The average guy cannot do justice to a fine revolver with Scotch Brite, a bench grinder, and cold blue. A Smith revolver has lots of angles and hard to get at areas. I've seen even so called "gunsmiths" make a good gun look like a pos, with gaps in the sideplate, ruined lettering, etc. That 581 is a jewel, hard to find as they didn't make that many, and very much in demandbrothaman wrote:URBAN ASSAULT wrote:Ya know, I was thinking the EXACT same thing.400 Grains wrote:
Please....please................do not home polish and cold blue a classic Smith revolver......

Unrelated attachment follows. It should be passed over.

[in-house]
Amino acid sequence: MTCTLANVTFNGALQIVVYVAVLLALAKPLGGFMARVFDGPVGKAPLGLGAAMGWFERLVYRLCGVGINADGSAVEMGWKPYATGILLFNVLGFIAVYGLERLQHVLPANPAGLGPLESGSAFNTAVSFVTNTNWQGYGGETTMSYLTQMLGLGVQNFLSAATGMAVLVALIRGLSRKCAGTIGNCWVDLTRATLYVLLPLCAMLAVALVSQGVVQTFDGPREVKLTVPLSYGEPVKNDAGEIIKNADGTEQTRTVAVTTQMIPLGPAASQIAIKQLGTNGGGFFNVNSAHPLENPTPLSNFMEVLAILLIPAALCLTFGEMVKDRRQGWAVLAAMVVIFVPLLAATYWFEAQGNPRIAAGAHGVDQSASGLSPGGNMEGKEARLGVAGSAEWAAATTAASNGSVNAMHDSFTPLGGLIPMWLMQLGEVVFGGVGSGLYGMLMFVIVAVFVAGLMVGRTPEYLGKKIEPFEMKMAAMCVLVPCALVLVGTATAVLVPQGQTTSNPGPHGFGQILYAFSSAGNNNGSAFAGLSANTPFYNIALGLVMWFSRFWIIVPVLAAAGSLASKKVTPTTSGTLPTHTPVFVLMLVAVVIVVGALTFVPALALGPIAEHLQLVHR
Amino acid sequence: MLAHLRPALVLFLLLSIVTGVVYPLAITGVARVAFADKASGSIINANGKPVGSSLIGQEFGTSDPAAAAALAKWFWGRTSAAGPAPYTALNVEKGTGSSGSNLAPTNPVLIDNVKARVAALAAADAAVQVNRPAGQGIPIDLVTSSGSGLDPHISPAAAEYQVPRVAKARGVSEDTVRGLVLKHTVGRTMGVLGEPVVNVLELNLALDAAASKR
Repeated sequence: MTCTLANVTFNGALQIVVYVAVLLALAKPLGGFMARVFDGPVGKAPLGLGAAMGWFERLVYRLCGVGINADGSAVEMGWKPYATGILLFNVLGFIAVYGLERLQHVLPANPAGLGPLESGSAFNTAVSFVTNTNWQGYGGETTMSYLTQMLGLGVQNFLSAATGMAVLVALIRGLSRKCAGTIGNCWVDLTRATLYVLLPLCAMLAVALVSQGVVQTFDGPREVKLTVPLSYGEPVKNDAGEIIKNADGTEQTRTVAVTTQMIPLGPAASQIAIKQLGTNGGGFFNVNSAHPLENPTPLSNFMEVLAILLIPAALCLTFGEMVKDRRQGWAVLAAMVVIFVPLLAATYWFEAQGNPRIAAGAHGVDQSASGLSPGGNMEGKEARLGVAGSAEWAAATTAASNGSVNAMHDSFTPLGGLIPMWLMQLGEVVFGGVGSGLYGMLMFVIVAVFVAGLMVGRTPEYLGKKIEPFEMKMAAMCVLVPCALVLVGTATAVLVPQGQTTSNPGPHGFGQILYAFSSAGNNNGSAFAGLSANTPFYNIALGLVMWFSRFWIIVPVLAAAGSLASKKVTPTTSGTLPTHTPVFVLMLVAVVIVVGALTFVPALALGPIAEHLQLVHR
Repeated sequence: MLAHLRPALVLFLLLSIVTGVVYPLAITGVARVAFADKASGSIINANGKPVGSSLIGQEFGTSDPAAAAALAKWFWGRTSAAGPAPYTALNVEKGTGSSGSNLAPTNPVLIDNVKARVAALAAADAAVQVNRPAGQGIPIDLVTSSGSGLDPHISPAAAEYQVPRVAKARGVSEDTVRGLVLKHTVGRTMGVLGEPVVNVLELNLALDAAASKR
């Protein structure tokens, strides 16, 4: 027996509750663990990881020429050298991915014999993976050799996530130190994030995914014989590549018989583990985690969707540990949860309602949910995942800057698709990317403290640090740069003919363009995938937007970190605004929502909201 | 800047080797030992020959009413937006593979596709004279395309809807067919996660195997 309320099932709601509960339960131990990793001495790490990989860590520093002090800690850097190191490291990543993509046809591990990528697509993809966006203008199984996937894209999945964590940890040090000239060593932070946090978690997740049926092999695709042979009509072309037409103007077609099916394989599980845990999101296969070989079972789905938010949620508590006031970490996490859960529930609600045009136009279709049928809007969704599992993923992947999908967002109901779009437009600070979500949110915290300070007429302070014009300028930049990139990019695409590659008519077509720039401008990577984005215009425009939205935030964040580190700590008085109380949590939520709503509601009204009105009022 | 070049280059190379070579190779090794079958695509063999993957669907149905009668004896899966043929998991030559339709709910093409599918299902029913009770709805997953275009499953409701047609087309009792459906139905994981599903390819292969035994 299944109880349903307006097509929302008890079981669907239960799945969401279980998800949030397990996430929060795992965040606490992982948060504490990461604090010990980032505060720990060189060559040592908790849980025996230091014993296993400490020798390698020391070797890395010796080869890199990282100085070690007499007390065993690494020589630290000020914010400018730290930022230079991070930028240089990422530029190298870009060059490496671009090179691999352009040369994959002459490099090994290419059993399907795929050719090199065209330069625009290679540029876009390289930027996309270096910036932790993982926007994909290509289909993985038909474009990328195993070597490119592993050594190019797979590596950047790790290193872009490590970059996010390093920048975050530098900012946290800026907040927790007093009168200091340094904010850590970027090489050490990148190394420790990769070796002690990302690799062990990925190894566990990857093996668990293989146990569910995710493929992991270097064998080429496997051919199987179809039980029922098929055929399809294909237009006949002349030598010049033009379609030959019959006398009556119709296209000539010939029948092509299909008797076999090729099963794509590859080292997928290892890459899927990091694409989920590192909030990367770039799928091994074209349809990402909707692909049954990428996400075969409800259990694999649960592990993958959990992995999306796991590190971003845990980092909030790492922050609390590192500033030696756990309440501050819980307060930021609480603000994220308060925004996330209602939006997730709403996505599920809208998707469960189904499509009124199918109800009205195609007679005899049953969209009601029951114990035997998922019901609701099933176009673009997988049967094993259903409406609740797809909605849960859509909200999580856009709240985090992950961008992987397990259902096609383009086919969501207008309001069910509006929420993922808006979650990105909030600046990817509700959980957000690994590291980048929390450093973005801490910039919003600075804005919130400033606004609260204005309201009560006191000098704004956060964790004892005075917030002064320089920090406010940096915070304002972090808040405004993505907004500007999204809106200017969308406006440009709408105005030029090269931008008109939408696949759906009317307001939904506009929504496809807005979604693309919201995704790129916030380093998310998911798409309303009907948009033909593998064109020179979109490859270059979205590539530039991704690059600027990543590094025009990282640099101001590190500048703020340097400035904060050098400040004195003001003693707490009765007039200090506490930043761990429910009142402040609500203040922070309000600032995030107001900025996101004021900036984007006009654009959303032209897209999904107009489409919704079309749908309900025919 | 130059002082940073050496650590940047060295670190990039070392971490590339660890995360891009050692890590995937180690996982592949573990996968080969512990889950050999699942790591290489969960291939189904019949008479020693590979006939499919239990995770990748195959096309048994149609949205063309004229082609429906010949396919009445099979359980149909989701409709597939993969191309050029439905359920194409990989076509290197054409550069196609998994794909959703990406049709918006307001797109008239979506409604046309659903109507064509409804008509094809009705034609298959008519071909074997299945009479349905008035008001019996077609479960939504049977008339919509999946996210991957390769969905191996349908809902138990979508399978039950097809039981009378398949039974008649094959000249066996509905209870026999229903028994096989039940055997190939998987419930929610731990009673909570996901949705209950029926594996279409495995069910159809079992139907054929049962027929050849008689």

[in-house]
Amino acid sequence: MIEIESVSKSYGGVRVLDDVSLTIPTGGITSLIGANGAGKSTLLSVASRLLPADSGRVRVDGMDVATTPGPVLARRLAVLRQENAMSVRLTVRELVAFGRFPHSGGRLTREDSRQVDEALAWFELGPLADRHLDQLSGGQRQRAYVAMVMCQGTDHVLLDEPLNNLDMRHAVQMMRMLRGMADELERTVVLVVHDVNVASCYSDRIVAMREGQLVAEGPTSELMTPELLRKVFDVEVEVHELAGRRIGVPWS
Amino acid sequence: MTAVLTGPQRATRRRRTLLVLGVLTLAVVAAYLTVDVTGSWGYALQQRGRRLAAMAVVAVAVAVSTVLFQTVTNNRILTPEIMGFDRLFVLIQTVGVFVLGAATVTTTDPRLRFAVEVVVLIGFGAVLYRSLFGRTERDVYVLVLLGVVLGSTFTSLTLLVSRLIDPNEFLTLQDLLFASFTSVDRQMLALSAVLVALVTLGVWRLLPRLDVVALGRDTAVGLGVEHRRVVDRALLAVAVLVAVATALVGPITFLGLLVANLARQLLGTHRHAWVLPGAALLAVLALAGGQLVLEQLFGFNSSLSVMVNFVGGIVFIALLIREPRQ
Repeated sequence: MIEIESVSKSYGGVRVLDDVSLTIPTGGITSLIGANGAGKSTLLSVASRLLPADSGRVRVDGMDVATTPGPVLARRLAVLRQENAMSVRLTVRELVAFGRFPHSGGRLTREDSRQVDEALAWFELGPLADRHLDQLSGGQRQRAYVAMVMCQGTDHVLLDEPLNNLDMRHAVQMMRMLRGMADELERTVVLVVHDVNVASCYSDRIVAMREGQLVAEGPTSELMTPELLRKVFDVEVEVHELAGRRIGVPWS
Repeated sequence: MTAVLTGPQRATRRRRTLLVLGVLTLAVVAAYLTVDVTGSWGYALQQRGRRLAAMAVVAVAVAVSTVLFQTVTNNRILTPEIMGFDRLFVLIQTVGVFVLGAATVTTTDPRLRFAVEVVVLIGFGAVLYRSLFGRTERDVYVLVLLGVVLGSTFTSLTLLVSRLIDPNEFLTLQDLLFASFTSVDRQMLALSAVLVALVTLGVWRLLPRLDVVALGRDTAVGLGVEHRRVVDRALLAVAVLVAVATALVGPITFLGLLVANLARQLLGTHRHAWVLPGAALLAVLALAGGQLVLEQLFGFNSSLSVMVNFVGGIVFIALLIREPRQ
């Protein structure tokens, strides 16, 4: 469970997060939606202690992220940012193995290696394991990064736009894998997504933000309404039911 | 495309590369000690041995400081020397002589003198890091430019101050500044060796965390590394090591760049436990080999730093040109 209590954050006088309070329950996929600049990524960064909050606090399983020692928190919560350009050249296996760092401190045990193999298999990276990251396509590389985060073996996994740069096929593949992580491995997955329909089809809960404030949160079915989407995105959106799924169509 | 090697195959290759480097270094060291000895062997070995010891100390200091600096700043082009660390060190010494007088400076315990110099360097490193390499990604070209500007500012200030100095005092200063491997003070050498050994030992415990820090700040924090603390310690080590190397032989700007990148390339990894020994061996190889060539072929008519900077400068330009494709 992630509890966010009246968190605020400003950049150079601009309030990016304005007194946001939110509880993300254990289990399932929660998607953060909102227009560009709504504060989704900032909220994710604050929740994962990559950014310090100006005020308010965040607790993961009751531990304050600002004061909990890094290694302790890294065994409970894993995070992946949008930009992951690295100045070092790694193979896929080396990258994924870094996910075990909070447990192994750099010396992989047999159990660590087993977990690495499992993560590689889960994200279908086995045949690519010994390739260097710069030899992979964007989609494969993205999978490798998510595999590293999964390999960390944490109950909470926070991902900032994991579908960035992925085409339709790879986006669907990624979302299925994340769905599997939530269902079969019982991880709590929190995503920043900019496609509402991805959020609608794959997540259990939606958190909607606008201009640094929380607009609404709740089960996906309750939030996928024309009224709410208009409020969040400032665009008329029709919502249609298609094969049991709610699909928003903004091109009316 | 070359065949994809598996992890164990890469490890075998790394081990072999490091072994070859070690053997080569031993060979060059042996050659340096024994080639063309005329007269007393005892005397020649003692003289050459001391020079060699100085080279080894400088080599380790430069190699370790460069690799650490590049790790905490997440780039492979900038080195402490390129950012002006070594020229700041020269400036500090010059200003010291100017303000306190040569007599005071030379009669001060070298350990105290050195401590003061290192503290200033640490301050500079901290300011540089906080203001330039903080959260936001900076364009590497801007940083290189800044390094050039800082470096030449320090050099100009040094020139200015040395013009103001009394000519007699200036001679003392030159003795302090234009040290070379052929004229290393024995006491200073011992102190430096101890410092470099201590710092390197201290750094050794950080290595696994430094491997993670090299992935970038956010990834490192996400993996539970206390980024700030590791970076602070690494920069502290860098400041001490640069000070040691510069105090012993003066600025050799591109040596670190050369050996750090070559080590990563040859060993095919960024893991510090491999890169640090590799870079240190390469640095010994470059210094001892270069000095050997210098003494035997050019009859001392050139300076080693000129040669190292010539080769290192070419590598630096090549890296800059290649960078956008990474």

Let a professional handle the restoration because then you know you will get that 'miles-deep' bluing and gloss that this weapon deserves. Also, as someone who hasn't been shy about taking a Dremel and a large buffer wheel to his own handguns(see the guns above), it is very, very easy to make a mistake and take it a little too far.
Geez,.. negative much?
A really nice job can be done at home. What people don't realize is the time that needs to be taken. Its not a 1 afternoon deal. You just have to stick with the polishing until its perfect. Perfect. If the polishing is perfect,.. the blue will follow suit. Besides,.. if you hose the job on your own, the gunsmith will charge you the same price regardless. I've never had a Smith quote me less because he thought the job would be easy.
Obviously, anyone can do what they want with their gun, but imho, it's a job for a professional.